Show Me

Show Me by Laurie Ryan
Hope is the strongest medicine of all.
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Show Me

~THE STORY~

Cancer. It’s one of the scariest words in the world and one that no one wants to hear. Show Me is one woman’s poignant journey through hope and fear, learning to cope, dealing with disappointment, and defining relationships during the most traumatic experience of her life.

The words ovarian cancer infiltrate Celia Milbourne’s brain and send chills down her spine, settling in her heart like a mound of icy stones. She must dig deep for the strength to fight this medical beast and still maintain some measure of normalcy for her young daughter.

Aided by family and friends-and an empathic ghost named Seth-Celia embarks on a path riddled with challenges, filled with anguish and joy, and bolstered by an enduring hope sustained by love.

~EXCERPT~

Celia Milbourne ran shaky fingers through her dark hair and checked her watch for the third time. Where was he? The file she’d plunked on his desk grabbed her attention like a neon light blinking on and off, never quite out of view. Her file. Her test results. Picking it up, she fanned the pages, then tossed it back onto the desk, thinking about the appointment she’d just come from. The whole discussion with her gynecologist made no sense. How could she be sick? She felt fine.

She thought about what had driven her to make the appointment. The minimal but out-of-character spotting and the feeling that she was on the brink of a bladder infection. Always feeling bloated. Maybe she wasn’t quite fine, but she was healthy enough for this to be some sort of colossal mistake.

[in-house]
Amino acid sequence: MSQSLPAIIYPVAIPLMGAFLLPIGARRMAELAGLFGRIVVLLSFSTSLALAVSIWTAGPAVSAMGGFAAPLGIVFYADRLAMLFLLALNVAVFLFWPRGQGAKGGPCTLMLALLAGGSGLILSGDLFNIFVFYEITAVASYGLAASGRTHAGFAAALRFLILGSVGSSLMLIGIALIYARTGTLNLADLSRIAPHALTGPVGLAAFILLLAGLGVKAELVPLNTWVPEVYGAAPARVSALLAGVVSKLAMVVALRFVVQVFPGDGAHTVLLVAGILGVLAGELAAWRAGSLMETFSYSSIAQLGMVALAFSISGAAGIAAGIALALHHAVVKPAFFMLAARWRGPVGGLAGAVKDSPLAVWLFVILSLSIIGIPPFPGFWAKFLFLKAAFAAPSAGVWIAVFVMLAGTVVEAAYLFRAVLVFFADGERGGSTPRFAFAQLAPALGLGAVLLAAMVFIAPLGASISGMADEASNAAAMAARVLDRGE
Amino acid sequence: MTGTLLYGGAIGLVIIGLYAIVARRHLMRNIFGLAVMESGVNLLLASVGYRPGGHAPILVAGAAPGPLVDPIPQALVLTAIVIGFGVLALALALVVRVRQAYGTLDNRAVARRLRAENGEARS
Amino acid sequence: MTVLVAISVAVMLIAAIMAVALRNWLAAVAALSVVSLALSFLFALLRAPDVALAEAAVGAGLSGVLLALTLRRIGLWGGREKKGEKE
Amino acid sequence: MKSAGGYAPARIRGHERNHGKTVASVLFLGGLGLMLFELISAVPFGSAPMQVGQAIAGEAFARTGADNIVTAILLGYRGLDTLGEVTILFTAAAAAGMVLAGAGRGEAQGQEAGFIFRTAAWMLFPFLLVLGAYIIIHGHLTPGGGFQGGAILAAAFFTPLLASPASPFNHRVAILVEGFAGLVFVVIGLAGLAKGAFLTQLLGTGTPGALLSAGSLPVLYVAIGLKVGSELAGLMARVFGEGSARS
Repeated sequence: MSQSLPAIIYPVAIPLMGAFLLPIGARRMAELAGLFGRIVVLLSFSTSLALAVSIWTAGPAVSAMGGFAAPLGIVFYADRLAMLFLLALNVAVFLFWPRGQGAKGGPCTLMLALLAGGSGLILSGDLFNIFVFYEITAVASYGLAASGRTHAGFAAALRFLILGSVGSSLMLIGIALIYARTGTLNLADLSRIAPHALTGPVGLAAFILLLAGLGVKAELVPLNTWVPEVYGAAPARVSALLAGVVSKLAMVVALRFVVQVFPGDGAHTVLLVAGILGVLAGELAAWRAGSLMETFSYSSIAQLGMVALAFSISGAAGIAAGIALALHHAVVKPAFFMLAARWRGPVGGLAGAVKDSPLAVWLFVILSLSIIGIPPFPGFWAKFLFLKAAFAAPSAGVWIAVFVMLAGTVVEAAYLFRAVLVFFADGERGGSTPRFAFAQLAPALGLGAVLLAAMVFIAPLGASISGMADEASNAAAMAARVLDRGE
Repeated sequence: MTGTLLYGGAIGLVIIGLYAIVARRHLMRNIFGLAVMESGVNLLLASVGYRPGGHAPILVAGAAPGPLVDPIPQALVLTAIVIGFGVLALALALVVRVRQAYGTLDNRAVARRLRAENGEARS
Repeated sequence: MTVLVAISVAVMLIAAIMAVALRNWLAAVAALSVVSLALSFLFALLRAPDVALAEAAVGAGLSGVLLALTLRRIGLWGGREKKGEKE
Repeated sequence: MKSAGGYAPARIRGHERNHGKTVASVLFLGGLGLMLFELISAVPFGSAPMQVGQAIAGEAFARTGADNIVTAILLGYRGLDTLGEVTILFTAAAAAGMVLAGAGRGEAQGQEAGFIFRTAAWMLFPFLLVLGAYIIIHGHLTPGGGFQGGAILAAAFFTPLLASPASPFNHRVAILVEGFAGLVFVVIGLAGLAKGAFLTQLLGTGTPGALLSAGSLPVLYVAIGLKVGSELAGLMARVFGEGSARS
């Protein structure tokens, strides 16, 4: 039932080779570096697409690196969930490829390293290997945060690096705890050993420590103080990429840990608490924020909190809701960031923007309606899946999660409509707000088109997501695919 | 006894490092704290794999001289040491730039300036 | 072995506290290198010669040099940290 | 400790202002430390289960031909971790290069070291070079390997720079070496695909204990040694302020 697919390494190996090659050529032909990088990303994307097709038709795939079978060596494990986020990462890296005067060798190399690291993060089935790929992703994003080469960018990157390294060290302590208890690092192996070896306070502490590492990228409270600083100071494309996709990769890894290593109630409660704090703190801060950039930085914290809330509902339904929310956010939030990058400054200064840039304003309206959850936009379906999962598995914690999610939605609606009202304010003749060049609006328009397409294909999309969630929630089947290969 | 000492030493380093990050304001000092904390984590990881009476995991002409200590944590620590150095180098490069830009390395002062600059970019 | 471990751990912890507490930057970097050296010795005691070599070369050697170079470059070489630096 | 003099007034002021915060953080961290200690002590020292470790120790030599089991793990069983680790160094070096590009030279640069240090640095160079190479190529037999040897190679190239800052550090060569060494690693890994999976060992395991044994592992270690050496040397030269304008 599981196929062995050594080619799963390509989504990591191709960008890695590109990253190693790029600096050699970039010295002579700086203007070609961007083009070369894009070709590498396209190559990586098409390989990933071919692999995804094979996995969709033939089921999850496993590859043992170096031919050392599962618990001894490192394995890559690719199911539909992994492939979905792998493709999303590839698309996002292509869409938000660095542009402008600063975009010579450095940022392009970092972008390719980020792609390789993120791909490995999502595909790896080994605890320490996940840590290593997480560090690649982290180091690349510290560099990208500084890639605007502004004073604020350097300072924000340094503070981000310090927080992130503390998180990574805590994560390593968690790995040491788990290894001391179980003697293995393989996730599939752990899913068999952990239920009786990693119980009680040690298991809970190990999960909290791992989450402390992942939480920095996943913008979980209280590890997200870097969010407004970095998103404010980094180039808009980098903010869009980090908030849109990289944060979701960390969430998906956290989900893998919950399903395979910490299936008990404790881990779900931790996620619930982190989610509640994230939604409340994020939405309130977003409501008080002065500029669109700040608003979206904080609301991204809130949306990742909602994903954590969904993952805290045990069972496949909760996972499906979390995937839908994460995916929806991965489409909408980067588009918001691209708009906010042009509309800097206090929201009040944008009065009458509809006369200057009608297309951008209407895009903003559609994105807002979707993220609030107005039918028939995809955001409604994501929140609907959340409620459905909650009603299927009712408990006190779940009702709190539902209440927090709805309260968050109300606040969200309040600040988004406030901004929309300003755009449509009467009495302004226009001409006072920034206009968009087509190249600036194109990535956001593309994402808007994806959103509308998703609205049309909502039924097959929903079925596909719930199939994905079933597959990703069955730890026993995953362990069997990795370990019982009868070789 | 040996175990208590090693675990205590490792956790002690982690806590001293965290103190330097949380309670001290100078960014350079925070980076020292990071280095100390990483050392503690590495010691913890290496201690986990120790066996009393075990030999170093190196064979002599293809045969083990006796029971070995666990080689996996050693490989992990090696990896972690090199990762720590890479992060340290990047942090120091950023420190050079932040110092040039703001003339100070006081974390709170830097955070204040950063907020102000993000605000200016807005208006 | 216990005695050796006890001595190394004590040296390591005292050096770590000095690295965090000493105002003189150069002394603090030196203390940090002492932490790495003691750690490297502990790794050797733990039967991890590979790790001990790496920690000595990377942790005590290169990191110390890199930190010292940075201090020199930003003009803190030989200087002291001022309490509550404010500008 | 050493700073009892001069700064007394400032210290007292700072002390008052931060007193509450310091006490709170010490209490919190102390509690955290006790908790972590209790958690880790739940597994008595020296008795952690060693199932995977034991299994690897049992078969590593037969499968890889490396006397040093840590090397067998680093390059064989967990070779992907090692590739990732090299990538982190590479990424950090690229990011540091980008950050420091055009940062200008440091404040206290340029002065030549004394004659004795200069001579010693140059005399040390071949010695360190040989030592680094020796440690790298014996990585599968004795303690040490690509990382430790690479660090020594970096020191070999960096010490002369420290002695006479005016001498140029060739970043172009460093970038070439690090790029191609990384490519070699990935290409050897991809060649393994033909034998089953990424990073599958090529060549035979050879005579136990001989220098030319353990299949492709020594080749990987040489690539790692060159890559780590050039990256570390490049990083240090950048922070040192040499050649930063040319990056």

She sat down in one of the stuffed chairs in front of Dr. Ted’s desk, but rose moments later, circling the office where medical diplomas shared wall space with pictures of sailboats. Celia touched the stethoscope on the credenza and stopped to pick up the photo of his wife and his two daughters, the latter both close in age to her own thirty five years.

Nostalgia momentarily dulled her worry. She’d been in this office many times, even had a couple impromptu Chinese take-out dinners as they discussed life or argued solutions to current world problems.

Ted Jameson had been more than just her family doctor for a long time now. First, by filling the gaping hole left after her father’s death. Then, he’d become her mentor when she took a job as a pharmaceutical rep. So it was only natural for her to run straight here when the specialist had started spouting words and possibilities that chilled her to the bone. She respected Dr. Ted. He would tell her the truth.

She just wasn’t sure she wanted to hear it. A shiver slid down her back, draining any residual strength Celia had left. Her mind swam with results and percentages and possibilities.

The door opened with very little noise, yet Celia jumped, bobbling the family picture before she could place it safely back on the credenza.

“Celia,” Dr. Ted said in a voice reserved for, well, just about everyone. He was that kind of doctor.

That calming influence, that happiness to see her was exactly what she needed. Relief shored up her strength, fed it, until her smile was genuine. “Hi.”

“This is a nice surprise.” He picked up the cup of his favorite coffee, which Celia had placed on his desk, and gave a satisfied sniff, tipping it in her direction. “Thank you. Exactly what I needed. So what brings you here in the middle of the day?”

The smile died as her eyes pointed like a homing beacon to the file. “I need you to interpret—that.”

“Sure. Have a seat while I take a look.” He sat in one of the comfy seats and opened the file. Still easy. Still relaxed.

Unlike her. Celia’s chair felt like a bed of nails. Her hands clutched the arms, then unclutched them as she watched him read. When he sat straighter and frowned, then flipped the page, she was on her feet again, pacing, fighting to keep the ominous sense of dread at bay.

The trap sprung while she was in the corner.

“Come sit down, honey.” Dr. Ted took off his glasses and pinched the cartilage between his eyes.

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To check out Nikki’s story (Celia’s daughter), click here.

 

 

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